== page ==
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Choose the right ferns for your garden.

Choose the right ferns for your garden.

Mar 20, 2023

Choosing the Right Ferns for your garden

Ferns are a beautiful and versatile addition to any garden. Their delicate fronds and lush green foliage add a touch of elegance to shady areas and can thrive in dappled sunlight. Here's what you need to know about planting ferns in your garden.

Cinnamon Fern

How to choose the right ferns for your garden

Before you start planting, choosing suitable ferns for your garden is essential. There are many types of ferns, each with unique characteristics and growing requirements. Some ferns prefer moist soil and shady conditions, while others can tolerate more sunlight and drier ground. Some popular fern varieties include:

  • Boston fern: This classic fern is known for its feathery fronds and can grow up to 3 feet tall.
  • Maidenhair fern: With its delicate, lacy fronds, the maidenhair adds a graceful touch to any garden.
  • Japanese-painted fern: This has silvery-blue fronds with red or purple veins, making it a striking addition to any garden.
  • Ostrich fern: This large fern can grow up to 6 feet tall and is known for its showy, ostrich feather-like fronds.

Preparing the Soil

Once you've chosen your ferns, it's time to prepare the soil. Ferns prefer moist, well-draining soil with plenty of organic matter. If your soil is heavy and clay-like, you may need to treat it with compost or peat moss to improve drainage. If your soil is sandy, you may need to add some organic matter to help retain moisture. You could also add a slow-release fertilizer to the ground to boost your ferns.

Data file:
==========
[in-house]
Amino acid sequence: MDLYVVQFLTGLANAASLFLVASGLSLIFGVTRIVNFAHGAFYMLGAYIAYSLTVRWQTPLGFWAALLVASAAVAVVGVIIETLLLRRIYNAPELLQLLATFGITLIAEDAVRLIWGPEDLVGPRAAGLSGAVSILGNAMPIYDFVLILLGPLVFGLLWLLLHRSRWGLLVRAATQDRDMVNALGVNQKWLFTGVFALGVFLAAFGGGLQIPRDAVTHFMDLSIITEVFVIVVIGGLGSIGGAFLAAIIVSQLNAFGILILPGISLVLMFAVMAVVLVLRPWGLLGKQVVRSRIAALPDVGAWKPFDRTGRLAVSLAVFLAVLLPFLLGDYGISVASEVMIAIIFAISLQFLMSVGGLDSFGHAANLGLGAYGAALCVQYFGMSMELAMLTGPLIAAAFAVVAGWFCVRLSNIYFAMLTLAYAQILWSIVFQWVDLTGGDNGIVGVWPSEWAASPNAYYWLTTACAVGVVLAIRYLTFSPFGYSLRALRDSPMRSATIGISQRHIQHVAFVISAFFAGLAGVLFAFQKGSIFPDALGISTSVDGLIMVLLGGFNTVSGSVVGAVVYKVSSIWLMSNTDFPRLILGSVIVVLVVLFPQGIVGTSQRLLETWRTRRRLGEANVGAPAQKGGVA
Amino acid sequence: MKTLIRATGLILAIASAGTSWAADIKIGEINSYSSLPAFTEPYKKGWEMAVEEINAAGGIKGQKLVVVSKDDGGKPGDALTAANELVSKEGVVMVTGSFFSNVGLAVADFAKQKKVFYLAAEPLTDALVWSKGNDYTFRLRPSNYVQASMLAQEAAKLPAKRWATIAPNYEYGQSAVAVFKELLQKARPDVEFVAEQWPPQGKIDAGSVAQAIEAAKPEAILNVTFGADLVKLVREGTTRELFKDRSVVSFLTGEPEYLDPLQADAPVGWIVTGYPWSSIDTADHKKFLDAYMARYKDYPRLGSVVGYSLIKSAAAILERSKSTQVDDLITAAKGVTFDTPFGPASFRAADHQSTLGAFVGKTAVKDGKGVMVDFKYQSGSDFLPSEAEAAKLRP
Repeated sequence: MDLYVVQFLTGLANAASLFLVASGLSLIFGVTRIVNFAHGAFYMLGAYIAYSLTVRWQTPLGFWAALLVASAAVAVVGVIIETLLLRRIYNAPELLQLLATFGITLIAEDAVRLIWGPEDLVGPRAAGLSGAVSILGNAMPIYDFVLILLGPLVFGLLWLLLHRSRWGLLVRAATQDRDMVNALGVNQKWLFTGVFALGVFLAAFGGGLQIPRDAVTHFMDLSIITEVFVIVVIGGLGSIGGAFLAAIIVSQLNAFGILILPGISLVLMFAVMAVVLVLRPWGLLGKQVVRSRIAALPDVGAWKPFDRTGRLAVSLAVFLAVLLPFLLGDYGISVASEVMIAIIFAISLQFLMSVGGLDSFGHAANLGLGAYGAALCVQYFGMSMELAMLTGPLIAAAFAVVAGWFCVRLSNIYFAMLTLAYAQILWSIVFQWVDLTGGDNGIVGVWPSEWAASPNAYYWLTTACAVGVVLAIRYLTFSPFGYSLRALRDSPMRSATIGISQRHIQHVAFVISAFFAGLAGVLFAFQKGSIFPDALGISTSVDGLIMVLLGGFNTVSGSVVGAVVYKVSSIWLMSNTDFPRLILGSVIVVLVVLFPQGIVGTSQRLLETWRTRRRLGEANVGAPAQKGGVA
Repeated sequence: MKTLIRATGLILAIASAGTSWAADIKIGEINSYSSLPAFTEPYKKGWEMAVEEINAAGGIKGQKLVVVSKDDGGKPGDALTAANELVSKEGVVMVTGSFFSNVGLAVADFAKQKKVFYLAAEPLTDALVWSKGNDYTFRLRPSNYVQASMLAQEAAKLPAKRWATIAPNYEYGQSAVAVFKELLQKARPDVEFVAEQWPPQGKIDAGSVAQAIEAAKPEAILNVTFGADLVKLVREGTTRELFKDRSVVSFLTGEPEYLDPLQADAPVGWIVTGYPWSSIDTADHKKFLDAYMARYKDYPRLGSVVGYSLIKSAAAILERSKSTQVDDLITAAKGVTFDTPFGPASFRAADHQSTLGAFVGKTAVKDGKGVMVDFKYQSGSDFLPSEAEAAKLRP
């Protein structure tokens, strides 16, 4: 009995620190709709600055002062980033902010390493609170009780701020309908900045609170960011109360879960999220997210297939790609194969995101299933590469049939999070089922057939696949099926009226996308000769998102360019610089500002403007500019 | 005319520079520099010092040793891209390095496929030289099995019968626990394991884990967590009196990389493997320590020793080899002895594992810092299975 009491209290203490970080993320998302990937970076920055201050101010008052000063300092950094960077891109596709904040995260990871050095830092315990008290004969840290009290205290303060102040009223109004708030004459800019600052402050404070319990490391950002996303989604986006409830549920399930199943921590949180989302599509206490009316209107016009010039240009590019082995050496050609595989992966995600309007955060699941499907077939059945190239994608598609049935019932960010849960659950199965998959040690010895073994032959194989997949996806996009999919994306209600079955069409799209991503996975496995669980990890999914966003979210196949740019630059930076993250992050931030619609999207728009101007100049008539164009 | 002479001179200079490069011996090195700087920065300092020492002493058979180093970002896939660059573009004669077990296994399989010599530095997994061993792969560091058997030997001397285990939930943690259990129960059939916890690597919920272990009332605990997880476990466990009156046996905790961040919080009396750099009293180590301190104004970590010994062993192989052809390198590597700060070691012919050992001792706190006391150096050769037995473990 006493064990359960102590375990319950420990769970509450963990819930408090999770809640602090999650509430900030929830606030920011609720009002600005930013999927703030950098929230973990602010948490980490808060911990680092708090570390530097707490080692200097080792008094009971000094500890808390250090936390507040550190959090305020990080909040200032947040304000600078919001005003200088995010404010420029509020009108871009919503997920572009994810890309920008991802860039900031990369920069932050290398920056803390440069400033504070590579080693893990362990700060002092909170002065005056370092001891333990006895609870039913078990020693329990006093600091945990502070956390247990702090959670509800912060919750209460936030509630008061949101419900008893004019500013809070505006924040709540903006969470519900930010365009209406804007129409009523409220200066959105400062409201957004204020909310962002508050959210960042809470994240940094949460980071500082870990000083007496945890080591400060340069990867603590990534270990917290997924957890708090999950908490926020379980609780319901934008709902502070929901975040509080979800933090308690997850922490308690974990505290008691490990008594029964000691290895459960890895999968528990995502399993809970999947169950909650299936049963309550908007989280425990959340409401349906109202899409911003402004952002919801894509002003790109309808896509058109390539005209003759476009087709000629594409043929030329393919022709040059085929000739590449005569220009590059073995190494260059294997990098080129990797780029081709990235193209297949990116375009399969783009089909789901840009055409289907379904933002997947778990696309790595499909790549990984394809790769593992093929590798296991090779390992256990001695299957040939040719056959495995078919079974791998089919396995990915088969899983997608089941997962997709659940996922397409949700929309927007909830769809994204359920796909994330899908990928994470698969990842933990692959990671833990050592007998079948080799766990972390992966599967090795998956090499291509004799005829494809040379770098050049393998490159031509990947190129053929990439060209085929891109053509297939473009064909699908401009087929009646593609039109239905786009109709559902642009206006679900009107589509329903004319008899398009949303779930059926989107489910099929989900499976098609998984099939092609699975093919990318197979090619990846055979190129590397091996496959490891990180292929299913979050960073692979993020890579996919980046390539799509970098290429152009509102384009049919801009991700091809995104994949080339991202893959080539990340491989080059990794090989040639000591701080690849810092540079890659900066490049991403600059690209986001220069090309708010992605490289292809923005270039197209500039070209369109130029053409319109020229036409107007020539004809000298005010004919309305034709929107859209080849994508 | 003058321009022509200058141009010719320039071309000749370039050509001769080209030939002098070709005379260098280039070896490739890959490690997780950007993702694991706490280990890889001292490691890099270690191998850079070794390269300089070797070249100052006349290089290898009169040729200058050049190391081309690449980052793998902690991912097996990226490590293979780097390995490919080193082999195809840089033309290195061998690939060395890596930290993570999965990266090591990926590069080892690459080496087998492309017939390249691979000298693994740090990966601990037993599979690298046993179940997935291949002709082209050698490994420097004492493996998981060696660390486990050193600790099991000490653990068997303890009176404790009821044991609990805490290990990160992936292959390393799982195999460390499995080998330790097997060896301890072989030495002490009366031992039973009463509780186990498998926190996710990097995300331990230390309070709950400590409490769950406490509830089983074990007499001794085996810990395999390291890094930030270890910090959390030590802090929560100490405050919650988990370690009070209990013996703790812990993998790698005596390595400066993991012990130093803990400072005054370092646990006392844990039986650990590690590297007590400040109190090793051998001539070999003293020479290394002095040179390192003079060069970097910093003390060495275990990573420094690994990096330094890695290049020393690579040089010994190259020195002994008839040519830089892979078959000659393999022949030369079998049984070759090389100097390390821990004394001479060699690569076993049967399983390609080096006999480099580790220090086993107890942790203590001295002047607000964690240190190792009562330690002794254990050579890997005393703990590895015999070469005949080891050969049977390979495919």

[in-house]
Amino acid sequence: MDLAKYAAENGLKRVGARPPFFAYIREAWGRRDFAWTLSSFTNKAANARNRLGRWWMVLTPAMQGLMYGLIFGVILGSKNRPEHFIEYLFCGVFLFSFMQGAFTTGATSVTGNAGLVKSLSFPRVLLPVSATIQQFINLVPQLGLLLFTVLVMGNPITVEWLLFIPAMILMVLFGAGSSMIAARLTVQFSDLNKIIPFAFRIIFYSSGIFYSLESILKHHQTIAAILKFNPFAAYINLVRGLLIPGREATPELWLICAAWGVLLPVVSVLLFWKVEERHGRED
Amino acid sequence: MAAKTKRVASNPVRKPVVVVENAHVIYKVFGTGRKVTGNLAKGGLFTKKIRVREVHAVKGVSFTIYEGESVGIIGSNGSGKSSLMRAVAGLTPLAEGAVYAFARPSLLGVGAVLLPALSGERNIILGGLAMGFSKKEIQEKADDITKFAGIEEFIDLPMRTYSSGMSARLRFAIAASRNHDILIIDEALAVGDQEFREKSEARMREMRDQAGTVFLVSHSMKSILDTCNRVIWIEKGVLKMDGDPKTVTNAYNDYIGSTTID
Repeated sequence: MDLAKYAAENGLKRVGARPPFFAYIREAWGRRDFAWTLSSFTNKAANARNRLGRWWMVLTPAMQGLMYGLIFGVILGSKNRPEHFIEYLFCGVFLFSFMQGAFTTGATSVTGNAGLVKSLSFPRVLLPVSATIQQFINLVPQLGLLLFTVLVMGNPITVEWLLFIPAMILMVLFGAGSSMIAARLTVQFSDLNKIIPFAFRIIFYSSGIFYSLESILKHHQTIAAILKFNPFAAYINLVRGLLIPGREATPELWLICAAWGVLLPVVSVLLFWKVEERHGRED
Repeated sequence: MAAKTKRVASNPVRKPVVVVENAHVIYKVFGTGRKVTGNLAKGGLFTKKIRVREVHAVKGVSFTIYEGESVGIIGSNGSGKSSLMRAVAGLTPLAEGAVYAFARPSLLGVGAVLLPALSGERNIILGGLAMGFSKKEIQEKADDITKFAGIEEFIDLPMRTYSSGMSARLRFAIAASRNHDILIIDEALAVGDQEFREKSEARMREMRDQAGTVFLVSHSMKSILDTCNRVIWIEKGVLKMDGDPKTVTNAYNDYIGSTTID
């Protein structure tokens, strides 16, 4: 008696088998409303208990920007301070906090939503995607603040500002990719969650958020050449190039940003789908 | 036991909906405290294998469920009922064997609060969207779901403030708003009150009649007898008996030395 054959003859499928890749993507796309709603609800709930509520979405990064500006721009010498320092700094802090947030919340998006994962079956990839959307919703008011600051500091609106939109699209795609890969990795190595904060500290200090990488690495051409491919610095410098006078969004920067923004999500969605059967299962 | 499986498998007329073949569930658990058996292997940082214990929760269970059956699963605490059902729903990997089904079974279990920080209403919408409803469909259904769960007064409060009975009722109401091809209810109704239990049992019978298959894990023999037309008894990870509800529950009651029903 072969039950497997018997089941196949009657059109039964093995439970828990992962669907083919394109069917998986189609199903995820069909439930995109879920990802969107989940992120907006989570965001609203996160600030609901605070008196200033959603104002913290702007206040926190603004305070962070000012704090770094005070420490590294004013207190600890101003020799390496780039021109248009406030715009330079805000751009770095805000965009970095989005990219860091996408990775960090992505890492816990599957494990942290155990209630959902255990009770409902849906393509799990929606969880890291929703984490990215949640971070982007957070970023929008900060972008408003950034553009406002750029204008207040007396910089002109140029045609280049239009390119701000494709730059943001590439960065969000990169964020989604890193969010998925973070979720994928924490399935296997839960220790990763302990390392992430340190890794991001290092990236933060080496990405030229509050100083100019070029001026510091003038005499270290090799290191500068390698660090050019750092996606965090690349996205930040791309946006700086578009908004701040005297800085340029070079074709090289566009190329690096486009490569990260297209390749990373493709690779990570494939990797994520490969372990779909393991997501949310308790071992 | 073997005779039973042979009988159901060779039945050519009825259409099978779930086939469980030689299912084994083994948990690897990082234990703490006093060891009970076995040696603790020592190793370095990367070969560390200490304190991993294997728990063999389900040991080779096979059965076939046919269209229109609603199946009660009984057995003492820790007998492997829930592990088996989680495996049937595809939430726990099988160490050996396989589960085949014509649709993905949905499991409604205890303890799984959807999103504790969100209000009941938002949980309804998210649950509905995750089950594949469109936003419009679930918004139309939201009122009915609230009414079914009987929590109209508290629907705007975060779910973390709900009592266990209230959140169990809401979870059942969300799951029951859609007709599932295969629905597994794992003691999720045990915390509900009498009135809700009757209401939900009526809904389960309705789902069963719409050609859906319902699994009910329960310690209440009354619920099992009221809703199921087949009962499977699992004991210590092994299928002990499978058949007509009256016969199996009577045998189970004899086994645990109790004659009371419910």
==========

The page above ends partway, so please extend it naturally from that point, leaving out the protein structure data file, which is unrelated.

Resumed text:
Planting a fern in your garden can be an excellent way to add lush greenery to your outdoor space. Follow these tips to produce a fern in your garden:

  1. Choose a suitable location: Ferns prefer shaded or partially shaded areas, so look for a spot in your garden that gets indirect sunlight or shaded for at least part of the day. Make sure you have good soil and good drainage.
  2. Prepare the soil: If the ground in your chosen location is compacted or of poor quality, you may need to blend it with compost to improve drainage and nutrient levels. Mix some peat moss or compost into the soil to make it rich and loose.
  3. Dig a hole: Dig a spot slightly larger than your fern's root ball. The hole should be deep enough that the top of the root will be level with the soil surface when you plant it.
  4. Plant the fern: Place the fern in the hole, ensuring the top of the root is level with the soil surface. Then backfill the hole with soil, tamping it down gently to remove air pockets. Water the fern well after planting.
  5. Mulch: Add a layer of mulch around the base of the fern to help retain moisture and keep weeds down. Use a layer of organic matter like wood chips or leaves, but keep it away from the stem.
  6. Water regularly: Ferns need regular watering, especially during the first few weeks after planting. Be sure to keep the soil wet but not too wet. Water the ferns deeply at the base of the plant to ensure the roots get enough water.

Following these steps, you can successfully plant a fern in your garden and enjoy its lush, green foliage all season.

Christmas Fern

The Christmas fern (Polystichum acrostichoides) is native to eastern North America. It is a hardy, evergreen fern commonly found in wooded areas, rocky slopes, and along streams.